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Carbon Allowances

KRBN: Fundamentals Remain Constructive, Uncertainty Causing Volatility

By Luke Oliver, Head of Strategy

Carbon markets, EUAs in particular, are experiencing high volatility this first week of March. A combination of factors is contributing to seeing some participants stepping to the sideline and technical levels triggered. Our view is that the market is oversold. Ultimately, we believe that uncertainty is the main driver of the week’s price action and is not reflective of a fundamentally driven market move. Towards the end of Tuesday, March 1st, futures trading session, we observed buyers entering the markets. For those who missed much of the earlier rally, there is potentially an opportunity to come into the market at November 2021 levels. As we’ve stated before, carbon markets have always been volatile and this market move highlights this.

What happened?

EUA prices fell 16% on March 1st as participants reduced positions amid concerns around geopolitical risks and the potential that the EU Emissions Trading System (ETS) may not be a political priority for the EU in light of the situation in Ukraine. EUA futures dropped below €70, giving up the gains of 2022 and breaking technical support levels on the busiest trading day the market has ever seen. Technical traders and option hedging have also added to the selling pressure.

Uncertainty?

So far, the fundamentals remain constructive. There is no sign of the EU soft-pedaling on its climate policy. High natural gas prices, Russia’s chief export to Europe, should lift carbon allowance prices as they push industry back to higher emission coal. Note that natural gas continues to flow. Moreover, the regulatory framework of the market has not changed. Analysts still see a tight market on an annual basis, and there is still a robust 2030 climate target to drive long-term investment. It is also important to remember that carbon allowance prices have not been⁠—contrary to a common misconception⁠—materially responsible for higher energy prices in Europe.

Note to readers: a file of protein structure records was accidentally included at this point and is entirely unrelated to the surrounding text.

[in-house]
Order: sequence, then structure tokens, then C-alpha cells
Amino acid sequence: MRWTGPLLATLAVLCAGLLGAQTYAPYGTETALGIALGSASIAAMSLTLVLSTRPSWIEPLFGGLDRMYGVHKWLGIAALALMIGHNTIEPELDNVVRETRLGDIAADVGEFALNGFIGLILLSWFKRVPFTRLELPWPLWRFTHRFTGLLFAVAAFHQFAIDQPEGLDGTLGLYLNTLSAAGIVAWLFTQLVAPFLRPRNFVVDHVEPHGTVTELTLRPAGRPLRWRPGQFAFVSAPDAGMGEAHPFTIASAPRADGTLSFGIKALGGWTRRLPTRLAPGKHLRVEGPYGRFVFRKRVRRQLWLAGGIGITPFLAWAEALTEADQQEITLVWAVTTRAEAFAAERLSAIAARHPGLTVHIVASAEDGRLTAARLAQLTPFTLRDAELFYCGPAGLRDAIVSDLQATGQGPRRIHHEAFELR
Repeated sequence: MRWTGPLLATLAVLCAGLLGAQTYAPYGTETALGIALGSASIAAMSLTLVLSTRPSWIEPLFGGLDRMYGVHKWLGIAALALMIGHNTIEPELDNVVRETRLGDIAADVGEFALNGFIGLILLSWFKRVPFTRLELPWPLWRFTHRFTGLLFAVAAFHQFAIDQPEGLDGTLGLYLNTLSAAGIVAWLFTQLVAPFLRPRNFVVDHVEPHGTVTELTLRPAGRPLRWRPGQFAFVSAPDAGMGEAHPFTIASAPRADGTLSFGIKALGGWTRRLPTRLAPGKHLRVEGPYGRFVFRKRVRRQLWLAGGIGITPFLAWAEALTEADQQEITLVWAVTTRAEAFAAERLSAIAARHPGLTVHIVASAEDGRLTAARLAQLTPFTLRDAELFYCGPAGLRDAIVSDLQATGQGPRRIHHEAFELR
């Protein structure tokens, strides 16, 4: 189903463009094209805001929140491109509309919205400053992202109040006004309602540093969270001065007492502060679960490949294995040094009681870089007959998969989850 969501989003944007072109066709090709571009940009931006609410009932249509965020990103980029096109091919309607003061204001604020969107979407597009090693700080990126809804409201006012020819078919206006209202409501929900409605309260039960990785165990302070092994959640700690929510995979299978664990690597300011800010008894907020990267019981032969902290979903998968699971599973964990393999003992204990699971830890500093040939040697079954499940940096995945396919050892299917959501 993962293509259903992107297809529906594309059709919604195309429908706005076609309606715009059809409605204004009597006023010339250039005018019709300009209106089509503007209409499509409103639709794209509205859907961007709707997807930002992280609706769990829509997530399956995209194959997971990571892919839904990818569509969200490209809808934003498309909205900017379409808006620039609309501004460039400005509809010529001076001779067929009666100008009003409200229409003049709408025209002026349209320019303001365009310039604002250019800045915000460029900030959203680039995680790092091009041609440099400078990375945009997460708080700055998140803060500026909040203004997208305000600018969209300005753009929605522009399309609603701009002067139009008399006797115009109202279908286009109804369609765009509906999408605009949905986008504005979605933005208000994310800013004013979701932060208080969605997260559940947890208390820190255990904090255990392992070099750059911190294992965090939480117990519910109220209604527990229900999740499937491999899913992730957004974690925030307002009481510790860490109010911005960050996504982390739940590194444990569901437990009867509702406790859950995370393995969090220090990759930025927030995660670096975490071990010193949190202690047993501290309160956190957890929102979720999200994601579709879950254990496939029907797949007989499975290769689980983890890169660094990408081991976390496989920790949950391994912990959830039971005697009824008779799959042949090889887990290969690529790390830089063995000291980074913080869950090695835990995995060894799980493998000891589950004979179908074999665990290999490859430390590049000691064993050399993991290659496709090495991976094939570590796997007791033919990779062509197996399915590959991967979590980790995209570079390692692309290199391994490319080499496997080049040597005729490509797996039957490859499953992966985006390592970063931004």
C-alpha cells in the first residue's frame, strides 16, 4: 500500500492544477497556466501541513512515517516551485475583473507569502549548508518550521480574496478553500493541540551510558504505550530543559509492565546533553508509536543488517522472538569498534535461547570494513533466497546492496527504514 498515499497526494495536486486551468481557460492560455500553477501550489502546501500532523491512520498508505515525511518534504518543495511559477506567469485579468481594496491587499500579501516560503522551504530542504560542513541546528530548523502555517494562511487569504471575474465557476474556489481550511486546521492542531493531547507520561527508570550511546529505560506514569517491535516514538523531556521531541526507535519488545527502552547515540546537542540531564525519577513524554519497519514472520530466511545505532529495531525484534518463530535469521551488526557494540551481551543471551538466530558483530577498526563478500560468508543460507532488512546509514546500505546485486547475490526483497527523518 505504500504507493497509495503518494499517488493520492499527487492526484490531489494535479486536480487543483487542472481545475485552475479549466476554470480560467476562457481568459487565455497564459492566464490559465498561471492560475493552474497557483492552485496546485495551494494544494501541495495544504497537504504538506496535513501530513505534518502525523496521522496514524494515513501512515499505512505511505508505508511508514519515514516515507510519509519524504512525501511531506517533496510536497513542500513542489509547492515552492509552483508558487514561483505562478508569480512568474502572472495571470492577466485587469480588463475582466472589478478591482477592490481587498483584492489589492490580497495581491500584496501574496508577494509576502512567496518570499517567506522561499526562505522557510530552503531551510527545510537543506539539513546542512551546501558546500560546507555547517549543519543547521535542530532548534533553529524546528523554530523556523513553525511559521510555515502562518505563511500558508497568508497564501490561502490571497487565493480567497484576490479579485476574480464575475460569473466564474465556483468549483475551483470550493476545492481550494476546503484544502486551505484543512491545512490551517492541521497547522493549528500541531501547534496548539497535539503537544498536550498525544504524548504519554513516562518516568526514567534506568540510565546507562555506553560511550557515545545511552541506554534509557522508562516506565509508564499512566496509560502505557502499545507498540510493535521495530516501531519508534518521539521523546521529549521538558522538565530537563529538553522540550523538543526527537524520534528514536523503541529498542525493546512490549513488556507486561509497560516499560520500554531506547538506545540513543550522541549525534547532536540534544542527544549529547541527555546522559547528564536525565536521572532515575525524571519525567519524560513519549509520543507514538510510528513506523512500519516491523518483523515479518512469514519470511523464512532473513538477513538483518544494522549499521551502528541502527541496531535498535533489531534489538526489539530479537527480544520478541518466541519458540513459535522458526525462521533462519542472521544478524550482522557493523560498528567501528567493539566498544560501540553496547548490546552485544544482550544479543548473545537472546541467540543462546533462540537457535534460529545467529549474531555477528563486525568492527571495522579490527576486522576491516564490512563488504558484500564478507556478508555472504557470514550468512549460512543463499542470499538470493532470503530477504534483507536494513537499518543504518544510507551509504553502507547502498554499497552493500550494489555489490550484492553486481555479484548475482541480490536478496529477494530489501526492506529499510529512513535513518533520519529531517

However, recent uncertainty arises from a number of “maybes.” The EU shifting focus to geopolitical concerns could push climate action into a secondary priority position. Perhaps in maintaining European solidarity, some states that do not support the EU ETS (i.e. Poland, Greece) may have more leverage to push for less tightening.

Another cause for uncertainty is whether the potential for reduced natural gas supply might NOT create more NET emissions via coal use. Germany and others may take drastic steps to curb high emission industry in order to build and maintain natural gas inventory. For example, Europe may pull back on metals and fertilizer production (heavy gas users) to preserve supplies. Europe is also extending plans to maintain coal-fired plants (bullish carbon) and nuclear power production (bearish carbon). The market is still trying to weigh the net balance of such plans.

Additionally, broad uncertainty arises from whether these controls and higher energy prices could lower broader economic activity, which in itself will reduce emissions.

Ultimately, a lot of new information is still being digested. At the same time, technical trading has exacerbated the recent sell-off. We will continue to monitor the markets and provide updates on new developments. However, we reiterate our view that this sell-off does not appear to be based on a fundamental change but rather on uncertainty. Understanding this distinction could create opportunities for investors.

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